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In the Heart of the Sea

December 11, 2015
In the Heart of the Sea

The sinking of the whaleship Essex was indeed the incident that Herman Melville used as the basis for his most famous story, Moby-Dick. The marketing for In the Heart of the Sea makes it sound like now we’re going to hear the real story, although Charles Leavitt’s screenplay is just as fictionalized as Melville’s novel, albeit a lot more clumsily. Still, it’s a rollicking adventure, and there are worse films coming out this holiday season.

In a nutshell, here’s the story: the Essex set out from Nantucket in August, 1819, for a two-and-a-half-year voyage to the whaling grounds off the west coast of South America. After a number of mishaps they made it there, only to find the waters already picked over by other ships, but with rumors circulating of a new hunting ground a thousand leagues to the west, which was an unheard-of distance for a whaling ship to travel from safe harbor. Shortly after reaching these grounds, the ship was stove and sunk by an enormous and belligerent sperm whale. The survivors drifted in the South Pacific for three months before their eventual rescue.

Among the survivors was the first mate Owen Chase, who wrote and published his account of the shipwreck within four months of his return, and this provided the basis for Melville’s work, published in 1851. Again, we have a story of a ship wrecked by an enormous whale, but Melville picks and chooses the details he weaves into a tale of hubris and ill-advised vengeance, rather than sticking to a factual account of events. A quarter-century later, the Essex‘ cabin boy Thomas Nickerson pens his own account, which manuscript is then lost until 1960, and not published until 1984.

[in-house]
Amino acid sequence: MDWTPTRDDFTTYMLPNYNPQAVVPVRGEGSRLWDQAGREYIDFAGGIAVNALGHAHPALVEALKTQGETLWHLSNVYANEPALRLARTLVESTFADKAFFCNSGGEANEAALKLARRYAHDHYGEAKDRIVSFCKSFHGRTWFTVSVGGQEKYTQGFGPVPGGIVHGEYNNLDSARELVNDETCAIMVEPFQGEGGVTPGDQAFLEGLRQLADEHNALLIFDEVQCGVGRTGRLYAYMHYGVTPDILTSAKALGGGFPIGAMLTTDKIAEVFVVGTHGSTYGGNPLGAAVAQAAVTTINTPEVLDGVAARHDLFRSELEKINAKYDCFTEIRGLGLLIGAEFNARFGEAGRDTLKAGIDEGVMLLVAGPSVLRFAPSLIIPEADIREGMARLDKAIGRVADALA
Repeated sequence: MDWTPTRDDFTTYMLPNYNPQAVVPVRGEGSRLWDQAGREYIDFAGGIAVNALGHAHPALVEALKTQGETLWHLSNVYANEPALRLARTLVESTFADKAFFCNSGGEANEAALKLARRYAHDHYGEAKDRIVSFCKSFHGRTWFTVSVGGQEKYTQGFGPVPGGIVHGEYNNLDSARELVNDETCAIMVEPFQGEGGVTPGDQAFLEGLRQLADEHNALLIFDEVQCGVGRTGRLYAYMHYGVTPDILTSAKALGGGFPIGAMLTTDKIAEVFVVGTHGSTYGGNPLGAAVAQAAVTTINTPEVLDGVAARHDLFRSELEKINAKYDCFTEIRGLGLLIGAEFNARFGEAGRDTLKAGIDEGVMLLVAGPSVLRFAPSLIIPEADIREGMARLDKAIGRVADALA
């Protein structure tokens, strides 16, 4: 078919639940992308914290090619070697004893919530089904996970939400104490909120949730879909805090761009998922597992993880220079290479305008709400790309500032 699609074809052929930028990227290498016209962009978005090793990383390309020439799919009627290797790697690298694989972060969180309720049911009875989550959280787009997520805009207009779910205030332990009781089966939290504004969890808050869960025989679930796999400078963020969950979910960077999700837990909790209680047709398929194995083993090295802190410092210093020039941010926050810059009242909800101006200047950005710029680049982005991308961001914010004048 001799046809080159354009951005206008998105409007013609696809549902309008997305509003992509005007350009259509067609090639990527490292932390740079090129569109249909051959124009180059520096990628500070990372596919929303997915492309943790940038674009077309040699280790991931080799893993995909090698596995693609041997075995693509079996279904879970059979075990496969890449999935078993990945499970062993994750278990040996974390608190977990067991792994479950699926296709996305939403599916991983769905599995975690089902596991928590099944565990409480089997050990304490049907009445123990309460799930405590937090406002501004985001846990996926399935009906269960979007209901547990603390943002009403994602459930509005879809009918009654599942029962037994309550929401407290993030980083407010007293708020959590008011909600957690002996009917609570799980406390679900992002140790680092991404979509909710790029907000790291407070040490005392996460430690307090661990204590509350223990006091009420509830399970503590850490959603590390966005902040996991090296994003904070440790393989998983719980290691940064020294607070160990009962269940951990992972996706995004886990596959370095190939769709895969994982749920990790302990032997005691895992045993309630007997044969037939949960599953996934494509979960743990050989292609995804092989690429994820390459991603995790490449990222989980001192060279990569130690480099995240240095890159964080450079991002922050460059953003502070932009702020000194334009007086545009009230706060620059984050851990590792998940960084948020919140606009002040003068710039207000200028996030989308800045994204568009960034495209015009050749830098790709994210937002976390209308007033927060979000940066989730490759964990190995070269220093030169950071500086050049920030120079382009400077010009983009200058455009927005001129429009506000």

But in the movie, it’s an aged Nickerson (Brendan Gleeson) who relates the tale to Melville (Ben Whishaw). See, in Leavitt’s script there was an inquest into the fate of the Essex, but it was falsified and the true story covered up to preserve the economic interests of Big Whale Oil. I’m no fan of the petroleum industry’s regulatory capture techniques, but this is about the most awkward, ham-fisted attempt at allegory I’ve seen.

Luckily, that only really comes in at the end of the story. For the most part, Leavitt manipulates events to set up an opposition between brave, strong, working-class Owen Chase (Chris Hemsworth) and the effete, entitled, old-money Captain George Pollard, Jr. (Benjamin Walker). According to the script Chase had been promised his captaincy, but it was stolen and given to the totally green Pollard by, you guessed it, his father’s Big Whale Oil friends. In fact, Pollard and Chase had both served together on the Essex‘ previous voyage which is what led to both their promotions on this ill-fated one.

Still, it’s a Ron Howard picture and he can always be counted on to at least shoot the thing decently. There are some gorgeous, vast shots of the sea, including one shortly after the Essex is attacked that would be worthy of J.M.W. Turner. The action during an early storm and in the whaling sequences is exciting, but as you might predict it runs out about halfway through the movie when the ship sinks. The remainder of the time is spent drifting across the ocean, which is rarely so thrilling.

It does, however, get into some pretty dark places, which probably disqualify this as whole-family fare. Still, if all the screenings of Star Wars are full up and you’re looking for an adventure to watch, In the Heart of the Sea looks wonderful, and it should be under consideration.

Worth It: yes.
Bechdel-Wallace Test: fail.

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